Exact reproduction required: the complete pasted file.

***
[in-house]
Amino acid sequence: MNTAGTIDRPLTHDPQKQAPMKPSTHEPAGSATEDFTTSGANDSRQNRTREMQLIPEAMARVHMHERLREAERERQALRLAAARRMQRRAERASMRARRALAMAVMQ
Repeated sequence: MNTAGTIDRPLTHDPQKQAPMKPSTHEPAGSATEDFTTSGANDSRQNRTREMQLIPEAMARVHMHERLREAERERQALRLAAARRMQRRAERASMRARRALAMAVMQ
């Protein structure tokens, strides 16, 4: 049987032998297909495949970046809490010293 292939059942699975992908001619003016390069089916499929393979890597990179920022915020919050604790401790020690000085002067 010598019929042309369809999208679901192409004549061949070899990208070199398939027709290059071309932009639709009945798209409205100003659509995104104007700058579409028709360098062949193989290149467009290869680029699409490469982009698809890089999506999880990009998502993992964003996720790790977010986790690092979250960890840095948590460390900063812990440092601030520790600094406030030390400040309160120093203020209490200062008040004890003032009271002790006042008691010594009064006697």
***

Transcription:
[in-house]
Amino acid sequence: MNTAGTIDRPLTHDPQKQAPMKPSTHEPAGSATEDFTTSGANDSRQNRTREMQLIPEAMARVHMHERLREAERERQALRLAAARRMQRRAERASMRARRALAMAVMQ
Repeated sequence: MNTAGTIDRPLTHDPQKQAPMKPSTHEPAGSATEDFTTSGANDSRQNRTREMQLIPEAMARVHMHERLREAERERQALRLAAARRMQRRAERASMRARRALAMAVMQ
């Protein structure tokens, strides 16, 4: 049987032998297909495949970046809490010293 292939059942699975992908001619003016390069089916499929393979890597990179920022915020919050604790401790020690000085002067 010598019929042309369809999208679901192409004549061949070899990208070199398939027709290059071309932009639709009945798209409205100003659509995104104007700058579409028709360098062949193989290149467009290869680029699409490469982009698809890089999506999880990009998502993992964003996720790790977010986790690092979250960890840095948590460390900063812990440092601030520790600094406030030390400040309160120093203020209490200062008040004890003032009271002790006042008691010594009064006697």